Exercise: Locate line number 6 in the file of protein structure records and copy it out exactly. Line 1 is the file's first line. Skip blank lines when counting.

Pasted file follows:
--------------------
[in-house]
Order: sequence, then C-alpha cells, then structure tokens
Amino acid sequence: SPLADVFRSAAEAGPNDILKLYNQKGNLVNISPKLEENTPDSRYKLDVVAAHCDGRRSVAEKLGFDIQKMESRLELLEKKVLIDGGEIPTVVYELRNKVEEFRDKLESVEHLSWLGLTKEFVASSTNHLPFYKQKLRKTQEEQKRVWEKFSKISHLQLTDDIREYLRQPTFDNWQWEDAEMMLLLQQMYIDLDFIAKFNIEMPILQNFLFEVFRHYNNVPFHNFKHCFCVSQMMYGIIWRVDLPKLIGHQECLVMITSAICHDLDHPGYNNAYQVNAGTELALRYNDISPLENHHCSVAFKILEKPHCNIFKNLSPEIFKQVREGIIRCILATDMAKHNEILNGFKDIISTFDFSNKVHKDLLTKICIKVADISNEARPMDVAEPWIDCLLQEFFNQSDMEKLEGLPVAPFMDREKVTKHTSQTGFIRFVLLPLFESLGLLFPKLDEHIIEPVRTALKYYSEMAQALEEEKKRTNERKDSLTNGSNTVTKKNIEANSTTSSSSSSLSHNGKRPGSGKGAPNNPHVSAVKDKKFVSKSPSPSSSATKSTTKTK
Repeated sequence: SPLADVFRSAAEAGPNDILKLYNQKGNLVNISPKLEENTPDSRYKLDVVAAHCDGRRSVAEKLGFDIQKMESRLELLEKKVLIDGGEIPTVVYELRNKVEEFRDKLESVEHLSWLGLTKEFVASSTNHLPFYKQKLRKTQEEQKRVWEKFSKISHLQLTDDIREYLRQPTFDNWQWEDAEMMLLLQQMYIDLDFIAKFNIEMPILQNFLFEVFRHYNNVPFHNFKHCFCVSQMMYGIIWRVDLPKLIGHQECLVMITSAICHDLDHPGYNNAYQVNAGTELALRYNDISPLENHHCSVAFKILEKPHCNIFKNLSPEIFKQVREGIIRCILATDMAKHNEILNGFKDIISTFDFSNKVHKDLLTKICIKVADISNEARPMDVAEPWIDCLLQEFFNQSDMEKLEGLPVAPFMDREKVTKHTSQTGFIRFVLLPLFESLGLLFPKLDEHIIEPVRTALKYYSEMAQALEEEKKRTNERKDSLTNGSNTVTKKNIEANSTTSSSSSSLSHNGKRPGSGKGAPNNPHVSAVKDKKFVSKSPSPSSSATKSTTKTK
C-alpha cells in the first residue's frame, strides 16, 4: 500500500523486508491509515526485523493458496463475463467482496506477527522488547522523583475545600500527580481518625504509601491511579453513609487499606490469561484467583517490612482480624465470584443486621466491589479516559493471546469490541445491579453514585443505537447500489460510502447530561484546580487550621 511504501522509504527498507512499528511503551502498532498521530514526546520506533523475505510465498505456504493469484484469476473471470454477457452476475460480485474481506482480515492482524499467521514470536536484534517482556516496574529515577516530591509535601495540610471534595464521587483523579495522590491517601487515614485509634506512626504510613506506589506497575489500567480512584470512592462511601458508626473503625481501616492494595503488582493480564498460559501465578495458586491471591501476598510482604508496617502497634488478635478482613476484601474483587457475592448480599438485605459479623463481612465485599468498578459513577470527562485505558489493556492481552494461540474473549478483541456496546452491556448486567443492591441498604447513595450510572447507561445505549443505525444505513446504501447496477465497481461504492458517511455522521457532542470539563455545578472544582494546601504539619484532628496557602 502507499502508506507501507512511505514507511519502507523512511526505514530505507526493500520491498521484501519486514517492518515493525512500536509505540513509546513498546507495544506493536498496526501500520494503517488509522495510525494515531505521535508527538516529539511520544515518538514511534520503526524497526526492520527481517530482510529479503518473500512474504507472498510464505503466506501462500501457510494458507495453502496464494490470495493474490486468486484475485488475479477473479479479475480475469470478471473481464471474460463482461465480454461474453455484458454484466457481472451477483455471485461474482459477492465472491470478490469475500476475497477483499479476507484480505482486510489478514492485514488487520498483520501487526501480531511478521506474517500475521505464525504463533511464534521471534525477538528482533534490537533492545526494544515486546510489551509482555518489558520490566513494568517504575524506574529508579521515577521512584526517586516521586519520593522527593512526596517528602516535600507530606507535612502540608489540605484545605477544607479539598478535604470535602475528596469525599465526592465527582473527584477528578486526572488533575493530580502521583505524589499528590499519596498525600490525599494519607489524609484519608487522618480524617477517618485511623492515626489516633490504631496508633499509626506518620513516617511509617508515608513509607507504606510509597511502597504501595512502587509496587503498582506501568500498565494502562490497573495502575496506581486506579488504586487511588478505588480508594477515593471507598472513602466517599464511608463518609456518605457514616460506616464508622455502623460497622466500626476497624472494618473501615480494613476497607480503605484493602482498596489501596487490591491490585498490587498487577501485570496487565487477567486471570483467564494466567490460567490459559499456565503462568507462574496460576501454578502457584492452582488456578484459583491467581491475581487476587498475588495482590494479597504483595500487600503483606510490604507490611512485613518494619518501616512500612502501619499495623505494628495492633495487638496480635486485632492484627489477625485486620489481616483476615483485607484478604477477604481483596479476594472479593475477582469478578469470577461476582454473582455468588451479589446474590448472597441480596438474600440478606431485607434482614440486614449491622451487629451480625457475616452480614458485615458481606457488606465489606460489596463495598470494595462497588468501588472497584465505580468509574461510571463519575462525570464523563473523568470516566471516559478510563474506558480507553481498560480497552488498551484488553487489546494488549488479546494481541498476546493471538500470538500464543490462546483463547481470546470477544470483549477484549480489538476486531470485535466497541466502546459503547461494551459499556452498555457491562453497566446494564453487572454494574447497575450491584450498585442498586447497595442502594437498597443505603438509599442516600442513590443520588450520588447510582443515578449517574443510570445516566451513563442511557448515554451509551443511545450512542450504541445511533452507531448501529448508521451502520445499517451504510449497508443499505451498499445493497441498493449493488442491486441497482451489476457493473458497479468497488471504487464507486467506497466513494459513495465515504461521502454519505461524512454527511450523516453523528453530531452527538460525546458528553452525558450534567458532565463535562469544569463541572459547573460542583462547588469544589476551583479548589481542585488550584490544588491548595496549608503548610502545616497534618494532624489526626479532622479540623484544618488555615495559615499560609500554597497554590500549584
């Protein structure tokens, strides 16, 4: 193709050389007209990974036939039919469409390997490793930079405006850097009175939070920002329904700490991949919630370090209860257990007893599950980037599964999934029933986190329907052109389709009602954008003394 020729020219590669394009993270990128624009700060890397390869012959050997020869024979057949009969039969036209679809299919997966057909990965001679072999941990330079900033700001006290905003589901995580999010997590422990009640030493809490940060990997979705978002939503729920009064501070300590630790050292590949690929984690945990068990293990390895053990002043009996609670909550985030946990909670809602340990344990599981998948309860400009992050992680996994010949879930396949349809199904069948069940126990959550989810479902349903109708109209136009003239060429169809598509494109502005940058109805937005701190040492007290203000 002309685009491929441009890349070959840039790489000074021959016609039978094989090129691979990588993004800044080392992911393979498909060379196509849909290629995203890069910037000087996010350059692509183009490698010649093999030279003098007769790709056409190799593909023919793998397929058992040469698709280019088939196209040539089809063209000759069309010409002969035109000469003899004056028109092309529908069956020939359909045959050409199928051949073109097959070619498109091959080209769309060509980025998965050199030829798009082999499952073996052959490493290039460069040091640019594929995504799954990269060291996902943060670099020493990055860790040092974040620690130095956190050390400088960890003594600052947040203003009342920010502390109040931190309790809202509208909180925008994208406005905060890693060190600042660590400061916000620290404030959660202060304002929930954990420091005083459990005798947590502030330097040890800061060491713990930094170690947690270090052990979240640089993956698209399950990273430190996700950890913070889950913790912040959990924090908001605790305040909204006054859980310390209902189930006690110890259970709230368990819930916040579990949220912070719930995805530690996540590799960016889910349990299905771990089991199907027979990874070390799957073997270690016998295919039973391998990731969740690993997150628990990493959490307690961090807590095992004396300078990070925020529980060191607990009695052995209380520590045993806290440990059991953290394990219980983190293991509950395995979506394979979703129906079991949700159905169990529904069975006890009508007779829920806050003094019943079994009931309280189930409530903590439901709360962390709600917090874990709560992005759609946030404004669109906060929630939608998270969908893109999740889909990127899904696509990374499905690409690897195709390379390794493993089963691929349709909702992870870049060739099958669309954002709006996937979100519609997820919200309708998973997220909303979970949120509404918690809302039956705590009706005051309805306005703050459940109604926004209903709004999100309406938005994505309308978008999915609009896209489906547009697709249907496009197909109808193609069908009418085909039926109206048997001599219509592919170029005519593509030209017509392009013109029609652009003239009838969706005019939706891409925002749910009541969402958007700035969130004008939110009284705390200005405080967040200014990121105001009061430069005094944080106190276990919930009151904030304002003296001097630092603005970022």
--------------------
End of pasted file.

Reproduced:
């Protein structure tokens, strides 16, 4: 193709050389007209990974036939039919469409390997490793930079405006850097009175939070920002329904700490991949919630370090209860257990007893599950980037599964999934029933986190329907052109389709009602954008003394 020729020219590669394009993270990128624009700060890397390869012959050997020869024979057949009969039969036209679809299919997966057909990965001679072999941990330079900033700001006290905003589901995580999010997590422990009640030493809490940060990997979705978002939503729920009064501070300590630790050292590949690929984690945990068990293990390895053990002043009996609670909550985030946990909670809602340990344990599981998948309860400009992050992680996994010949879930396949349809199904069948069940126990959550989810479902349903109708109209136009003239060429169809598509494109502005940058109805937005701190040492007290203000 002309685009491929441009890349070959840039790489000074021959016609039978094989090129691979990588993004800044080392992911393979498909060379196509849909290629995203890069910037000087996010350059692509183009490698010649093999030279003098007769790709056409190799593909023919793998397929058992040469698709280019088939196209040539089809063209000759069309010409002969035109000469003899004056028109092309529908069956020939359909045959050409199928051949073109097959070619498109091959080209769309060509980025998965050199030829798009082999499952073996052959490493290039460069040091640019594929995504799954990269060291996902943060670099020493990055860790040092974040620690130095956190050390400088960890003594600052947040203003009342920010502390109040931190309790809202509208909180925008994208406005905060890693060190600042660590400061916000620290404030959660202060304002929930954990420091005083459990005798947590502030330097040890800061060491713990930094170690947690270090052990979240640089993956698209399950990273430190996700950890913070889950913790912040959990924090908001605790305040909204006054859980310390209902189930006690110890259970709230368990819930916040579990949220912070719930995805530690996540590799960016889910349990299905771990089991199907027979990874070390799957073997270690016998295919039973391998990731969740690993997150628990990493959490307690961090807590095992004396300078990070925020529980060191607990009695052995209380520590045993806290440990059991953290394990219980983190293991509950395995979506394979979703129906079991949700159905169990529904069975006890009508007779829920806050003094019943079994009931309280189930409530903590439901709360962390709600917090874990709560992005759609946030404004669109906060929630939608998270969908893109999740889909990127899904696509990374499905690409690897195709390379390794493993089963691929349709909702992870870049060739099958669309954002709006996937979100519609997820919200309708998973997220909303979970949120509404918690809302039956705590009706005051309805306005703050459940109604926004209903709004999100309406938005994505309308978008999915609009896209489906547009697709249907496009197909109808193609069908009418085909039926109206048997001599219509592919170029005519593509030209017509392009013109029609652009003239009838969706005019939706891409925002749910009541969402958007700035969130004008939110009284705390200005405080967040200014990121105001009061430069005094944080106190276990919930009151904030304002003296001097630092603005970022």